Wisconsin is facing a health crisis, and even if you make all the right choices, you could still get sick.
That's because millions of Americans aren't up to date on their vaccinations, and diseases thought to be nearly eradicated are making their way back into the world.
12-year old Ellie Hall is a star athlete. She plays volleyball, basketball, and soccer. But a year ago, she could barely make it to the gym.
"It was really bad, I was always coughing and I sometimes threw up after I coughed," she recalled.
Ellie had pertussis, also known as whooping cough. Even though she'd had all her vaccinations, she got sick.
"II was up in the middle of the night coughing, my face would be red, my eyes would water," she remembered.
Ellie's father, who is also a family practitioner, was surprised she got sick.
"I hadn't seen a case in my office for several years," Dr. Bill Hall told us. "And we weren't aware of any outbreaks in the area at that time and she was completely up to date on her immunizations."
But vaccinations aren't 100% effective. And, Dr. Hall said, "The reality is that pertuissis is definitely out there, I think we have a tendency to think of it as sometimes as an old time disease like polio or small poxx that we don't need to worry about anymore, but that is not the case at all," he added.
Vaccines will protect everyone... if everyone is immunized. That way, the whole community is safe and outbreaks don't happen. But with low vaccination rates like we have in Wisconsin, particularly in Milwaukee, it's a problem.
"It's like kindling waiting for the spark and once you have an exposure and you have a certain percentage of the student body unimmunized you have an outbreak occur," said Paul Biedrzycki, an epidemiologist and infective disease specialist with the Milwaukee Health Department.
Biedrzycki said MIlwaukee is especially at risk because of low vaccination rates in the city. "It's a big public health challenge," he said.
In the city, only about 45% of kids under two have had all their shots. The state of Wisconsin runs about 59%.
One big problem is that the immunization schedule is complicated. Kids need 11 shots covering 15 diseases in a six year period. And there are still parents who aren't convinced vaccinations work, parents who believe they cause autism, and parents who, for religious reasons, opt not to vaccinate their children.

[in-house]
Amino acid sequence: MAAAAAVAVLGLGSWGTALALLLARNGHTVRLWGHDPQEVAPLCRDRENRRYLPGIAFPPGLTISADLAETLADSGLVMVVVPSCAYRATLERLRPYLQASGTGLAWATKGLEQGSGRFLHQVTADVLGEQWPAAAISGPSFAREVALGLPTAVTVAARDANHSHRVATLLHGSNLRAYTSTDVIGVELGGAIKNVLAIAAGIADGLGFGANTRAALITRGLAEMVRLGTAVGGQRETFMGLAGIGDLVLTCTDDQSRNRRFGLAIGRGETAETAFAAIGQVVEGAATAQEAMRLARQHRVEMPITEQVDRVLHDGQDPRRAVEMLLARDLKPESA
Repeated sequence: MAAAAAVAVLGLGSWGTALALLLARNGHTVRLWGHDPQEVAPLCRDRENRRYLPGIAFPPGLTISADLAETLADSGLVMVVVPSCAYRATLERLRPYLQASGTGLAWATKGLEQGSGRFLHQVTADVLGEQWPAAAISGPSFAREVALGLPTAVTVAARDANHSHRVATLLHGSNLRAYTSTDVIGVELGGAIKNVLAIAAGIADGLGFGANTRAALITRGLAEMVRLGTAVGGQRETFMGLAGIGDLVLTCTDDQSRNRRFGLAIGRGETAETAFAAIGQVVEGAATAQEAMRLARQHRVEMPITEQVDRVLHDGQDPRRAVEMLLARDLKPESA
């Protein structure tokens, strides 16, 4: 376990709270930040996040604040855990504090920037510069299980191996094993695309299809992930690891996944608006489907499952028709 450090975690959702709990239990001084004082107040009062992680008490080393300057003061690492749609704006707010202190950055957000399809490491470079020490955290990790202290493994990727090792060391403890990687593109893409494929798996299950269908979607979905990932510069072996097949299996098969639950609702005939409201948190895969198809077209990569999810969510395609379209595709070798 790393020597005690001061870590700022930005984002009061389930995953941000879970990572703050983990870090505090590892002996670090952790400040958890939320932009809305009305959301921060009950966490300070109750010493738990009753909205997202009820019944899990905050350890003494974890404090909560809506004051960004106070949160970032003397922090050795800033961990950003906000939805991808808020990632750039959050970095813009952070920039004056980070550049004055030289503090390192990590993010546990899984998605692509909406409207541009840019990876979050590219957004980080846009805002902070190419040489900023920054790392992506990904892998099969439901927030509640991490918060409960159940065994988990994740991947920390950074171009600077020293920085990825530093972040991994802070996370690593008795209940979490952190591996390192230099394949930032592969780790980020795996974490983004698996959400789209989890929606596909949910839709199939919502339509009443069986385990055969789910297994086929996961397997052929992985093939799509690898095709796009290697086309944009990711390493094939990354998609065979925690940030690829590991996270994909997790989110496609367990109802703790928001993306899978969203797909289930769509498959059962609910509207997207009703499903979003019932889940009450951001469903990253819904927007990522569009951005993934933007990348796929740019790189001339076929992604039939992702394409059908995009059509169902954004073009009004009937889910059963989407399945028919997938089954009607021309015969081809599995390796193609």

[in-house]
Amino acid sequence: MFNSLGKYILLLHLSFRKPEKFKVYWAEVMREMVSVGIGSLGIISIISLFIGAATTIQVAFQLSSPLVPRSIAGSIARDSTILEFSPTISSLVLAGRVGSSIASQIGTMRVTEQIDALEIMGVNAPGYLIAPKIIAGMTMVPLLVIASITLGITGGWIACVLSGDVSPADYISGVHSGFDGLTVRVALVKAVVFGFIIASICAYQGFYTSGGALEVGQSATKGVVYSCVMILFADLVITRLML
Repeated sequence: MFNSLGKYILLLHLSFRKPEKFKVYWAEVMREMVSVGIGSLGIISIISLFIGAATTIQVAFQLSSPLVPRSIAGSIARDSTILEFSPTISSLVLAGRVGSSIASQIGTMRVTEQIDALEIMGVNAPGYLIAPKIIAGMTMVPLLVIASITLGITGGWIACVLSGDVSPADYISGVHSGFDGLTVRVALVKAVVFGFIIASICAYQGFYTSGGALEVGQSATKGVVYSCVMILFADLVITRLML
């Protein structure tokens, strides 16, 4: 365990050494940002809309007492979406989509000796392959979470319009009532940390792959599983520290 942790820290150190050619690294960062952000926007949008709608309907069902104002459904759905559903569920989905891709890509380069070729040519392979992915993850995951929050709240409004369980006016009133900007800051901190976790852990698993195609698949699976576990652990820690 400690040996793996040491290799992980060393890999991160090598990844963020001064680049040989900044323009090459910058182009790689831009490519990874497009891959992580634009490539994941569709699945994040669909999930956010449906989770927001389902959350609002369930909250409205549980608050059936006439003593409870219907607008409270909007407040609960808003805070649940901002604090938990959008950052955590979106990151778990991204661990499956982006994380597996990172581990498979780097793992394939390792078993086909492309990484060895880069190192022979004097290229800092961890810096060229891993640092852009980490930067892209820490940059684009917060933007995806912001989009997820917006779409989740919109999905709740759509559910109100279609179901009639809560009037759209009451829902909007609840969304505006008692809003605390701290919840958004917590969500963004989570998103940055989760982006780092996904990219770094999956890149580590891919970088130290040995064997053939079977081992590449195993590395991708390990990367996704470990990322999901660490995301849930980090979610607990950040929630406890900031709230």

"These diseases are real, these diseases are still very common, it's not like they disappeared from the face of the earth. And falling vaccine rates will actually increase everyone's risk of catching these diseases," said Dr. Lyn Ranta, who oversees a new vaccine initiative at Children's Hospital and in the city of Milwaukee.
Time, she said, is of the essence. The worst pertussis outbreak in 50 years is sweeping the nation. Cases have already been reported in Wauwatosa.
That's why parents like Kelly Twigger, who lives in Mequon, are vigilant about getting those shots done, on time. We caught up with her as she took her two-year old son Liam to his checkup and vaccination appointment.
"We depend on Dr. Bencik's opnion on what's important to protect our children and because our kids have gone to daycare, we have two working parents in our family and it's important to protect them," she said.
As for Ellie-- she's completely recovered after being sick for more than 100 days.
The vaccine that doctors say nearly everyone needs to get is this year's flu shot. It protects not just against regular flu, but also H1N1. Doctors are also working on a new schedule of vaccines that would be less confusing for parents, and would involve fewer shots for kids.